We headed back to the loading dock and my muscles in my face were aching from smiling so much. I sat up front looking all around at the water and sky and then back to my son because I was overjoyed he had come along to experience why mommy is so crazy about these elusive fish. The only feeling I can compare when we had finally caught the musky was the moments after which I had finally birthed my almost 10lb son. I was in labor for many gruesome hours with him and between anxiety and adrenaline I was a mess. As soon as he was officially delivered I made this happy crying weepy sound that I had never felt or heard come out of me before. He was here! I did it! It may sound like a ridiculous comparison to some but that experience was quite similar-outrageously stoked, relieved and amazed! Totally awesome late Christmas present! When we had gotten back to the truck I was getting Nolan in comfy clothes and then he said, “You know, Mommy, I am REALLY proud of you!” Now, that was the best!

Nolan Excited About The Day

Nolan Excited About The Day!

 

By Katie Blizzard

 

Tenkara and Tricos On The Gunpowder: Advance Your Fly Fishing By Taking a Step Back

Beautifully Tied Trico Dry On The Tenkara USA Iwana

Beautifully Tied Trico Dry On The Tenkara USA Iwana
Copyright 2014. Austin Green Weinstein. All Rights Reserved.

Long awaited by some, despised by many, the Tricos represent the pinnacle of technical dry fly fishing. There is not much in the fishing world that rivals watching large brown trout, sitting side by side, mere inches below the surface film, gingerly nosing, yet gorging themselves as if drunk on the tiny, dead insects; all while plainly ignoring your “perfect” imitation.  The Tricorythodes emergence on the Gunpowder River is without a doubt, the finest match the hatch, dry-fly fishing opportunity available in Maryland. The devotees of the event wait eagerly for the mayflies all summer long.  While other rivers boast heavy Trico spinner falls in July or even late-June, ours does not begin in earnest until about late-August, thus leaving us Trico-romantics with nothing to do but fish ants and dream of September.

Rob Lepczyk Studying The Trico Hatch

Rob Lepczyk Studying The Trico Hatch
Copyright 2014. Austin Green Weinstein. All Rights Reserved.

Tricos are my favorite mayfly; mostly because of when and how the emergence occurs.  The males will hatch over-night, fly up to the trees and molt.  It is up in the trees where they will wait for the females to hatch and come to meet them.  The females can hatch any time of the morning, from right after the males, to well into day light; rewarding early-bird anglers a chance at very neat fishing.  After the females emerge they meet the males in the trees and molt. Now both sexes are fully mature and ready for action.  However, the mating rituals will not start until the sun warms the top of the trees to about 70 degrees Fahrenheit.  The timing of the spinner fall will change as the days get shorter and the temperature gets cooler in the morning.  I have seen spinner falls at 1:30 in the afternoon!  River systems with later hatches, like the Gunpowder, could have steady Trico hatches into November.  Once the bugs start mating, they cluster up in massive balls, many times numbering in the tens of thousands.  Once they mate, the females leave the cluster, and return to the trees to push out their eggs sacks, this takes about thirty minutes, so do not leave after the males fall spent to the water and you catch a bunch of fish!  When the males fall to the river, they will literally bring the best fish up to surface to feed, once the fish sink back down, wait, the females will bring them back up.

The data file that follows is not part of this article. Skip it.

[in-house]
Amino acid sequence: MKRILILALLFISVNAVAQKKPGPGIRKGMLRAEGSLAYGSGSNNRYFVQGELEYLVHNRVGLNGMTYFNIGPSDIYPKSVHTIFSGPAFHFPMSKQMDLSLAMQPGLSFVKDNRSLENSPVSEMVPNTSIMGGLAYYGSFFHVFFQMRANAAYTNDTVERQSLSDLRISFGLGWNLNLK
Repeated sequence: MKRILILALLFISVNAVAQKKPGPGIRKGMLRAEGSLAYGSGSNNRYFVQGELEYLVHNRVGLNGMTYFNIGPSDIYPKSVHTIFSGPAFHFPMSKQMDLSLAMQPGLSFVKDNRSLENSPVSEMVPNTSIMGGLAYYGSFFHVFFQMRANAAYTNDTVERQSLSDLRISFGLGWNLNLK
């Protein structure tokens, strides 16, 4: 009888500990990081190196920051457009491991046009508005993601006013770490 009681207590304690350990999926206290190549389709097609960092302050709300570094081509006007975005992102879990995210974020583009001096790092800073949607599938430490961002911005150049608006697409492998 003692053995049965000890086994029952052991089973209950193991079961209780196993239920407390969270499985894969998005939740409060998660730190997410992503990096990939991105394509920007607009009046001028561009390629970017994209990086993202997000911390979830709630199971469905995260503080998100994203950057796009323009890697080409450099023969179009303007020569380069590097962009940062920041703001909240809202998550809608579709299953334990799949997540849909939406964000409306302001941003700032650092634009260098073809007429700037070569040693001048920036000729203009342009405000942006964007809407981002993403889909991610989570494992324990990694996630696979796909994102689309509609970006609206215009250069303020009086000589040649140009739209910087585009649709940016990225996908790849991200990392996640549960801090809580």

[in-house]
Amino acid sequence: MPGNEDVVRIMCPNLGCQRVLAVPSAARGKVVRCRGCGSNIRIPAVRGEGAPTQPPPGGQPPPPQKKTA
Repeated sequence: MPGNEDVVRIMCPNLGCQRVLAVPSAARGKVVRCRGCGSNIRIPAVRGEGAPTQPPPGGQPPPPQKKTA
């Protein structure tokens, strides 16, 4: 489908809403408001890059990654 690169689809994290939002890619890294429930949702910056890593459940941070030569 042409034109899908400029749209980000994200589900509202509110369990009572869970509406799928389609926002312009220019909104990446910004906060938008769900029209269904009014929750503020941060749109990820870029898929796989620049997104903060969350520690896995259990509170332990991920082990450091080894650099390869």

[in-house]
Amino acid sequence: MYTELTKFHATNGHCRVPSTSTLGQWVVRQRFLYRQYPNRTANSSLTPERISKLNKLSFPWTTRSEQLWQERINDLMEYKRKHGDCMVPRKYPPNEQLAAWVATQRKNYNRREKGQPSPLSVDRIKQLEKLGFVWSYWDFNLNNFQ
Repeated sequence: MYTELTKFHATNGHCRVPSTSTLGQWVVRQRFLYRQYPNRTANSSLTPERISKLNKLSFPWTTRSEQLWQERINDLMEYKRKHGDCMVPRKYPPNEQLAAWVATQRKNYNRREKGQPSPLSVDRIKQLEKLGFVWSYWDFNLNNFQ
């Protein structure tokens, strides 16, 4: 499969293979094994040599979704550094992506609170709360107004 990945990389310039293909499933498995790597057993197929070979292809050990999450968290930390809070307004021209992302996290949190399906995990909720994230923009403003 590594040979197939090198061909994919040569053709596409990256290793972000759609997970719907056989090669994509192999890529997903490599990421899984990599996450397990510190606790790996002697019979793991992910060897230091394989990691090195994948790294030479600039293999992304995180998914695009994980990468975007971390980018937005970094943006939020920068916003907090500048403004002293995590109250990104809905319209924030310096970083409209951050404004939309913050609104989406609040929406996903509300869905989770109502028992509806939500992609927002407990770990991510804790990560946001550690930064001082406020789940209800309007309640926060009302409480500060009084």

Katie Blizzard Enjoying A Fiesty Trico Hatch!

Katie Blizzard Enjoying A Fiesty Trico Hatch!
Copyright 2014. Austin Green Weinstein. All Rights Reserved.

For years I had only heard of the spinner falls, seeing a few Tricos stuck in spider webs up and down the river.  But, having never bothered to learn the hatching behavior of the insects, I did not understand when and how it all worked.  Then it happened.  I was fishing a favorite stretch of water with the day off and nowhere to be but a trout river.  My friend and I were just sitting, looking around and watching for rising fish.  When the sun hit the water, a huge ball of Tricos devolved over the run, and began their mating and dying.  As the bugs began their ritual, we began disturbing said ritual.  That morning, between my friend and me, we took 22 trout between 8 and 16 inches long; all of this within the span of about an hour.  And there may or may not have been bigger trout rising which we couldn’t fool.

That was two years ago.  Within that span, I have literally stuffed my brain full of anything I could find vaguely relating to the tiny insect.  My fly rods have gotten longer and longer; going from 7’6” Fenwick glass rods to 9′ 3 weight graphite ones took me for a fun ride.  That ride eventually led me to the wide world of Tenkara.

Beautiful Brown Caught By Katie Blizzard

Beautiful Brown Caught By Katie Blizzard
Copyright 2014. Austin Green Weinstein. All Rights Reserved.